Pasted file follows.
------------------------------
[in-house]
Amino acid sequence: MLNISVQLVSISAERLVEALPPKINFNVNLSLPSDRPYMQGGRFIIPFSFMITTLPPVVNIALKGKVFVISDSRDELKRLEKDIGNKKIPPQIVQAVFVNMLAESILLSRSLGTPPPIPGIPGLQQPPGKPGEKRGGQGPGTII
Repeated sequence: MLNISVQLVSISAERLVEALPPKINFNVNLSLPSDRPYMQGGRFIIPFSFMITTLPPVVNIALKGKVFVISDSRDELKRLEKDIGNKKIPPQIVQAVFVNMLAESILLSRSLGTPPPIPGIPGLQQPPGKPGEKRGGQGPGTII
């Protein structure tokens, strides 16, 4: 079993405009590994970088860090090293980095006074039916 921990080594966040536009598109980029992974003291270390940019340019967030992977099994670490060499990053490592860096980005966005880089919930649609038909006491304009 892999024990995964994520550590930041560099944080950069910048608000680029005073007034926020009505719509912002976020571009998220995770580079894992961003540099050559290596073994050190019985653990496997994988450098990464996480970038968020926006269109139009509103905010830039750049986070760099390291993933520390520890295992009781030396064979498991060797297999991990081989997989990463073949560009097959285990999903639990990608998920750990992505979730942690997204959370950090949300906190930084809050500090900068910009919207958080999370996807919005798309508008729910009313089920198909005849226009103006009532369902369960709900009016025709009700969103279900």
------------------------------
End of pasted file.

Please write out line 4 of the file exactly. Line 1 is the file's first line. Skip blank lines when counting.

């Protein structure tokens, strides 16, 4: 079993405009590994970088860090090293980095006074039916 921990080594966040536009598109980029992974003291270390940019340019967030992977099994670490060499990053490592860096980005966005880089919930649609038909006491304009 892999024990995964994520550590930041560099944080950069910048608000680029005073007034926020009505719509912002976020571009998220995770580079894992961003540099050559290596073994050190019985653990496997994988450098990464996480970038968020926006269109139009509103905010830039750049986070760099390291993933520390520890295992009781030396064979498991060797297999991990081989997989990463073949560009097959285990999903639990990608998920750990992505979730942690997204959370950090949300906190930084809050500090900068910009919207958080999370996807919005798309508008729910009313089920198909005849226009103006009532369902369960709900009016025709009700969103279900």